After a week of speculation that the Cleveland Indians may be willing to trade right fielder Shin-Soo Choo, FOX Sports’ Ken Rosenthal reported on Sunday that their asking price is a good major leaguer "with less than three years of service.”
It should come as no surprise that the Tribe is looking for a large return on the 30-year-old outfielder, who is batting .291/.378/.484 with 32 doubles, 12 home runs and 11 stolen bases in 96 games this season.
One team that has been repeatedly linked to Choo is the Pittsburgh Pirates, who, after acquiring left-hander Wandy Rodriguez from the Astros last week, appear to be in the market for a middle-of-the-order bat, ideally a left-handed one—obviously.
However, it seems as though the acquisition would come at a steep price in 23-year-old outfield prospect Starling Marte, according to Rob Biertempfel of the Pittsburgh-Tribune Review.
But is it wise for the Pirates to deal their top outfield prospect in return for Choo? Set to earn $4.9 million this season and set to receive a raise when he heads to arbitration for the final time this offseason, Choo’s actual cost is far from daunting or unmanageable. At the same time, Marte is a toolsy player whose baseball skills are still catching up to his athleticism, therefore giving him a high ceiling.
Marte began his big league career in style on Thursday when he jumped the yard to left-center field in Houston on the first pitch he ever saw. In a sense, that first at-bat was Starling Marte in a nutshell.
Regarded as a free-swinger, the right-handed hitter walked 3.8 percent of the time in 2011 at Double-A but posted a career-high 6.5 percent at Triple-A prior to his recent promotion.
Although he clearly has plenty of raw power, Marte possesses only average power frequency and will probably never hit more than 15-20 home runs in a given season.
His plus bat speed can almost be a detriment at times, as he knows he’s quick enough to put the bat on most pitcher’s pitches and therefore makes weak contact too often.
As part of his aggressive approach at the plate, Marte also strikes out too often—at least 21 percent of the time in his typical minor league season. And given the pure stuff and efficiency of major league pitchers, there’s a very real chance that his strikeout rate will exceed 21 percent.
Marte’s offensive success will be predicated on his ability to make adjustments, something that he has all the tools for but has been a gradual process during his minor league career.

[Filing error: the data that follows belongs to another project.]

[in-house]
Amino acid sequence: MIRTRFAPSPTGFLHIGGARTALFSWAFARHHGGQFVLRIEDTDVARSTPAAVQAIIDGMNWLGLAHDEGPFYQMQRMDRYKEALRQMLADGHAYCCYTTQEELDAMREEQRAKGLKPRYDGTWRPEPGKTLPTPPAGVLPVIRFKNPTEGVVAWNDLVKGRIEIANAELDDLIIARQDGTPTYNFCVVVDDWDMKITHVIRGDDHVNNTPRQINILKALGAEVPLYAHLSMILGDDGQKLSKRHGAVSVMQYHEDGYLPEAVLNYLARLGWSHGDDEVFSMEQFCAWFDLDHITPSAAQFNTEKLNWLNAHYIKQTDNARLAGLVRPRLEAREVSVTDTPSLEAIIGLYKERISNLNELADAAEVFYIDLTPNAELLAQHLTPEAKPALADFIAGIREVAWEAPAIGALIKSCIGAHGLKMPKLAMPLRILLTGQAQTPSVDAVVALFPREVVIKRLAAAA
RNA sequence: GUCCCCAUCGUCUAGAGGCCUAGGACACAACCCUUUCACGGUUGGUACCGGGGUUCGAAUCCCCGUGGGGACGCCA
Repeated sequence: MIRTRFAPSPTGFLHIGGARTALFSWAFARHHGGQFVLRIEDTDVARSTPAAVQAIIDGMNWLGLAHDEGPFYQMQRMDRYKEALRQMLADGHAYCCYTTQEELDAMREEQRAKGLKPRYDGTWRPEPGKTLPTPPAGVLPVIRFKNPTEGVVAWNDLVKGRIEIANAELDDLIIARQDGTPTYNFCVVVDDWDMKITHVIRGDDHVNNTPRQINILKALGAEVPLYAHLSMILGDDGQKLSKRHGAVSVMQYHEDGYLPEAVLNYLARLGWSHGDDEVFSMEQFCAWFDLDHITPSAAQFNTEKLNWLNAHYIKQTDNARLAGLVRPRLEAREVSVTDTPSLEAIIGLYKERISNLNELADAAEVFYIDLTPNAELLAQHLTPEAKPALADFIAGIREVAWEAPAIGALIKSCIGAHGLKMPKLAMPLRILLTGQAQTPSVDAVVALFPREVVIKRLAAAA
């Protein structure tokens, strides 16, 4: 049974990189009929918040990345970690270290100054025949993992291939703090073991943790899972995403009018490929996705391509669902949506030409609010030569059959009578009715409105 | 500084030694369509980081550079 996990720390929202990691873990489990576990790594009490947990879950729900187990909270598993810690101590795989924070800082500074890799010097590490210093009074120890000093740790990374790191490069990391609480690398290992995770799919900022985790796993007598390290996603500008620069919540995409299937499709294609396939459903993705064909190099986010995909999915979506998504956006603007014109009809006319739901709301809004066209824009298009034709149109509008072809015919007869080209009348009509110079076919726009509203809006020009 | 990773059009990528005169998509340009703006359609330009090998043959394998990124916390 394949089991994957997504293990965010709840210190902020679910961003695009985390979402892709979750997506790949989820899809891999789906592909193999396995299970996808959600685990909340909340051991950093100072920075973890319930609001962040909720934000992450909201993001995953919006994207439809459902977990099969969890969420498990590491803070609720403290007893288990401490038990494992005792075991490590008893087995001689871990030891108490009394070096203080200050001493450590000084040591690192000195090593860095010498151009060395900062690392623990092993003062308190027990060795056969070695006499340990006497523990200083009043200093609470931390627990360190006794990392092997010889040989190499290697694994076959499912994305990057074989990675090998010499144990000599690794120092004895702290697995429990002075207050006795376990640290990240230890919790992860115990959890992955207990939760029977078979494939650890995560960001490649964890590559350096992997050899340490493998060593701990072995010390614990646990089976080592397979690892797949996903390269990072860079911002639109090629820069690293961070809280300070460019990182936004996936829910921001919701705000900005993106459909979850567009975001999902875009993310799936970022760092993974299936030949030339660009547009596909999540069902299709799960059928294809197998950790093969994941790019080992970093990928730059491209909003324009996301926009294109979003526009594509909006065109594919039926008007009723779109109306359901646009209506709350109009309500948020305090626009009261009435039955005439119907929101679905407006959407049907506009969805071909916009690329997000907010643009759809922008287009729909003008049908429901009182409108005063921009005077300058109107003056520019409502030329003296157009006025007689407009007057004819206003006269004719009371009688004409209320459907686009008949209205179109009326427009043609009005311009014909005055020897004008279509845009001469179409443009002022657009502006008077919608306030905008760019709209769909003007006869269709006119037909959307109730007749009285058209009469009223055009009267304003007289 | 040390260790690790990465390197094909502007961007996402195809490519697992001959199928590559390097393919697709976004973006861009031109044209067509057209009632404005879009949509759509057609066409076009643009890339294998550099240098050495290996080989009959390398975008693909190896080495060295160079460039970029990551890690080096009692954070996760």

In the outfield, Marte has the athleticism and skill set to be a dynamic big league outfielder and would probably patrol center field if it weren’t for Andrew McCutchen. Still, he has the plus speed, range and arm that is a clean fit in right field for the time being.
While Marte’s upside is overly apparent, for him to come close to reaching his ceiling will require ongoing adjustments and the refinement of his offensive skills.
So, given the fact that he’s still a work in progress and far from a polished prospect, is it worth trading him because it may take numerous years to finally put things together?
While there’s a sound argument for both scenarios, the Pirates are a team that has a bright future with top-ranked prospects (Gerrit Cole, Jameson Taillon and Alen Hanson) that should be contributing in the major leagues by 2014. Even though they are having a winning season, the organization needs to retain its emphasis on the future.
Executing such a trade is a highly calculated gamble: if the Pirates believe that they can contend for a World Series within the next two seasons with Choo, then they need to aggressively pursue the left-handed hitting outfielder.
However, while they are enjoying a tremendous season and have the potential to reach the postseason for the first time in what feels like forever, it’s difficult to imagine them reaching the World Series—and even if they did, what’s the likelihood that they’d beat either the Angels, Rangers or Yankees in a seven-game series?
The Pirates need to resist the urge to trade Marte, even if the return is an established and reliable major leaguer. He may not be a future superstar, but to part with him this early may be an unnecessary sacrifice for an organization with such a bright future.